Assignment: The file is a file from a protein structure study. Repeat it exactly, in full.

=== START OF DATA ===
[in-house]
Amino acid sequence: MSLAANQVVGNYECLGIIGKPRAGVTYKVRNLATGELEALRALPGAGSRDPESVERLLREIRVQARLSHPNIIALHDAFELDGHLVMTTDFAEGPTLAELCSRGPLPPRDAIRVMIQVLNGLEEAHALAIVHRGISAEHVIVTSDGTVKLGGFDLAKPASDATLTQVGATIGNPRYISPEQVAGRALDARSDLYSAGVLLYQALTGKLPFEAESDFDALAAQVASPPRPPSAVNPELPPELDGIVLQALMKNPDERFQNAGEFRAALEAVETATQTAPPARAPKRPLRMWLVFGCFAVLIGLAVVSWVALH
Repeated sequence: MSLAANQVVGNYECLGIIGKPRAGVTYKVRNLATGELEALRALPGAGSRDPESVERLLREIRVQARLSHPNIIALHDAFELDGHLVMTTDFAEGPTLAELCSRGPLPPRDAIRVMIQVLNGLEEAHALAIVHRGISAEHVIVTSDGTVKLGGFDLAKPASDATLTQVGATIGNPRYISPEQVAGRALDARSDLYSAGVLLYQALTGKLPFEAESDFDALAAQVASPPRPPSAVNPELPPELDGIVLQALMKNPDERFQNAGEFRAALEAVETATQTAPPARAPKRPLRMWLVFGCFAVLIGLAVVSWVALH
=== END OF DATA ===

[in-house]
Amino acid sequence: MSLAANQVVGNYECLGIIGKPRAGVTYKVRNLATGELEALRALPGAGSRDPESVERLLREIRVQARLSHPNIIALHDAFELDGHLVMTTDFAEGPTLAELCSRGPLPPRDAIRVMIQVLNGLEEAHALAIVHRGISAEHVIVTSDGTVKLGGFDLAKPASDATLTQVGATIGNPRYISPEQVAGRALDARSDLYSAGVLLYQALTGKLPFEAESDFDALAAQVASPPRPPSAVNPELPPELDGIVLQALMKNPDERFQNAGEFRAALEAVETATQTAPPARAPKRPLRMWLVFGCFAVLIGLAVVSWVALH
Repeated sequence: MSLAANQVVGNYECLGIIGKPRAGVTYKVRNLATGELEALRALPGAGSRDPESVERLLREIRVQARLSHPNIIALHDAFELDGHLVMTTDFAEGPTLAELCSRGPLPPRDAIRVMIQVLNGLEEAHALAIVHRGISAEHVIVTSDGTVKLGGFDLAKPASDATLTQVGATIGNPRYISPEQVAGRALDARSDLYSAGVLLYQALTGKLPFEAESDFDALAAQVASPPRPPSAVNPELPPELDGIVLQALMKNPDERFQNAGEFRAALEAVETATQTAPPARAPKRPLRMWLVFGCFAVLIGLAVVSWVALH